1/8th or Passive Viewing
The 1/8th viewing distance is perfect for spaces where general visual content will be displayed-think along the lines of webcam calls, movies, and YouTube videos. Typically, this content doesn't involve detail-oriented graphics, and when paired with a combination of audio and visual cues, can be easily digested. For example, in the case that you're setting up a project where passive viewing is the primary function of the display surface, and the furthest viewer is 30' from the board, the minimum image height your display surface can support should be 3.75' tall.

1/6th or General Viewing
The 1/6th viewing distance works best in environments where information is retained but is not critical for comprehension of the presentation as a whole (PowerPoint presentations, classroom notes, word processing, etc.). This type of content is the most common use case for general conference rooms in the US where a discussion is driven by what's displayed but does not necessarily require an in-depth inspection of an image or diagram. So, for the room where the furthest viewer is 30' from the display unit, the minimum height of the display surface should be just under 5' tall.

1/4th or Detailed/Inspection/Analytical Viewing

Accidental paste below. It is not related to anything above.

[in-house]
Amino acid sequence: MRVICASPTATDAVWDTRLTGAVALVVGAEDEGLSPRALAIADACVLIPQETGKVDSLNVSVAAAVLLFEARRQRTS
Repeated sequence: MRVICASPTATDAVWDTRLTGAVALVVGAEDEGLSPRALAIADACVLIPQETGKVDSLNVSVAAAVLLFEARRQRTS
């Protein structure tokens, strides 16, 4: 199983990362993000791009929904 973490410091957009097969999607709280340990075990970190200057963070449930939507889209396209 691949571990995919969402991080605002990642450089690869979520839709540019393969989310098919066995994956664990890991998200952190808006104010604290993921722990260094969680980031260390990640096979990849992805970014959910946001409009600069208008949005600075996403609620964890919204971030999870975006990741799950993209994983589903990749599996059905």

The 1/4th viewing distance is the most intimate and compelling angle of the 4/6/8 rule. Specifically used when inspecting highly detailed graphs and documents, like a CAD drawing or medical chart, this viewing distance should only be considered for presentation spaces where analytical interpretation and discussion of the display's content is of primary focus. If we were to revisit once again the presentation space where the furthest viewer would sit 30' away from the board or screen, the ideal height for the display unit would be 7.5'.

Generally speaking, most projects that require a whiteboard should fit nicely into one of these three categories. In the case that you may not know the exact intent of the presentation space, we recommend going with the 1/6th distance, as the majority of businesses and schools typically keep detailed inspection-based discussions to a more intimate small-group environment.

Determining The Height of Your Board

The ultimate goal when hanging any visual display surface is to provide a clear sightline for everyone in a designated presentation space. Finding the perfect height to accomplish this task is easier said than done, and quite honestly, there's no industry standard to get you started—but there are a few rules and regulations that can point you in the right direction.